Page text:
So, you are thinking of becoming a digital nomad in Turkey. Congratulations on making this decision because Turkey has a lot to offer. However, we are sure that we need not say, this lifestyle change needs careful navigation and planning to ensure it does not break the bank. In case you have not already lived the digital nomad lifestyle, knowing what it entails is essential.
A digital nomad is someone who utilises technology to make a living, while constantly moving. Some nomads stick to travel within one country, while others move around the world, often flying from one continent to the next. Some stay for one month in each location, if travelling around the same country, while others might choose six months dependant on that country’s residency rules.
Don’t assume being a digital nomad is all about avoiding mortgage expenses and household bills. There is a sacrifice to pay, when not settling in one place. The comfort of the same bed every night, space for personal possessions, and a place to call home are just a few. So why people do it?
To broaden their mind and learn about cultures, traditions, places, people, and food. The sacrifices are worth it when you open up to the glory of the entire planet. Any experienced nomad will say each country differs from one to the next, and research is essential. Bearing that in mind, let us look at Turkey and what to know to live a nomadic lifestyle.
Being a Digital Nomad in Turkey
Why Choose Turkey as a digital nomad?
You can call us biased, but we think Turkey is one of the most beautiful countries in the world. It is impossible to stereotype the country because cultures, traditions, and history are so diverse, and it takes experts decades to understand them. Many people often visit Turkey for the first time then return year after year because they want to know more.
While some costs of living are high when compared to other countries, there is also a mass potential to live cheaply. Without a doubt, no matter where you go to Turkey, you will make lifelong friends. Hospitality towards strangers is engrained in their culture, and striking up conversations is a lot easier than other countries like the UK, where friendlessness towards strangers is often viewed with suspicion. By the way, did we mention Turkish food? It is to die for.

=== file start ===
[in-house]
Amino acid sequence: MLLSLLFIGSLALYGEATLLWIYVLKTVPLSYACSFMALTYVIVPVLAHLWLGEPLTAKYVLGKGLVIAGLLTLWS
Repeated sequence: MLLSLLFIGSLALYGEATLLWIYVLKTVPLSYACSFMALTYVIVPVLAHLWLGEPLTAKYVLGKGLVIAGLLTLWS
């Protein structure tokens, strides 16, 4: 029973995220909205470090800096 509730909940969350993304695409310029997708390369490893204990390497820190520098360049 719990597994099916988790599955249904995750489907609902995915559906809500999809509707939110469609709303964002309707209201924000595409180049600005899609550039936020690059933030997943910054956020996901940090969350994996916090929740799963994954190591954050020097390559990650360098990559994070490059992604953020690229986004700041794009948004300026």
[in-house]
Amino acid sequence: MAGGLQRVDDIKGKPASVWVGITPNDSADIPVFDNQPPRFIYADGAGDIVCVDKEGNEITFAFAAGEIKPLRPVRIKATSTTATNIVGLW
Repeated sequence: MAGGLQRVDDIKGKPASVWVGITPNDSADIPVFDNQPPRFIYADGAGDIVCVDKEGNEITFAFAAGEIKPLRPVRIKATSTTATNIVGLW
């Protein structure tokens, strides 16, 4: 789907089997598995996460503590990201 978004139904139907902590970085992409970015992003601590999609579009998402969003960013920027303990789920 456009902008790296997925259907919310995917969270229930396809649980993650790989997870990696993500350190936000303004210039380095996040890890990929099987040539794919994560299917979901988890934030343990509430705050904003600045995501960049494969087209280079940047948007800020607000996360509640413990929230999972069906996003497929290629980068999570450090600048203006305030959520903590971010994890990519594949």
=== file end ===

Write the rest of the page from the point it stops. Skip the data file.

Need to Know: Tourist Versus Residency Visas
When entering Turkey, it is essential to know all about visas. On a tourist visa, purchased beforehand by filling in the application on the official website, you can stay for 90 days out of 180 days. To stay longer than this, you will need to apply for a one-year Turkish residency visa, which involves staying at one address, getting rental contracts, and proving you have the income to sustain you. For this reason, many foreign digital nomads just stay for 90 days and then often move onto a bordering country like Georgia or Bulgaria.
While on a tourist or residency visa, you cannot work, but many digital nomads already have their work stream which comes in from online sources all around the world, and their bank accounts are in their home country. Do not seek work while in Turkey, because this likewise requires a separate work permit. If caught working illegally, your tourist or residency visa can be evoked.
Cost of Living in Turkey as a digital nomad?
This is when life can get confusing because the cost of living differs from one province to the others. Many digital nomads in Turkey often want to stay in Istanbul and rightly so. As Turkey’s most famous city for economy, business, education, and tourism, it is an excellent introduction into the Turkish way of life. However, it is also Turkey’s most expensive place to live not only in terms of rent but also shopping, food, drink, and other day-to-day expenses like transport.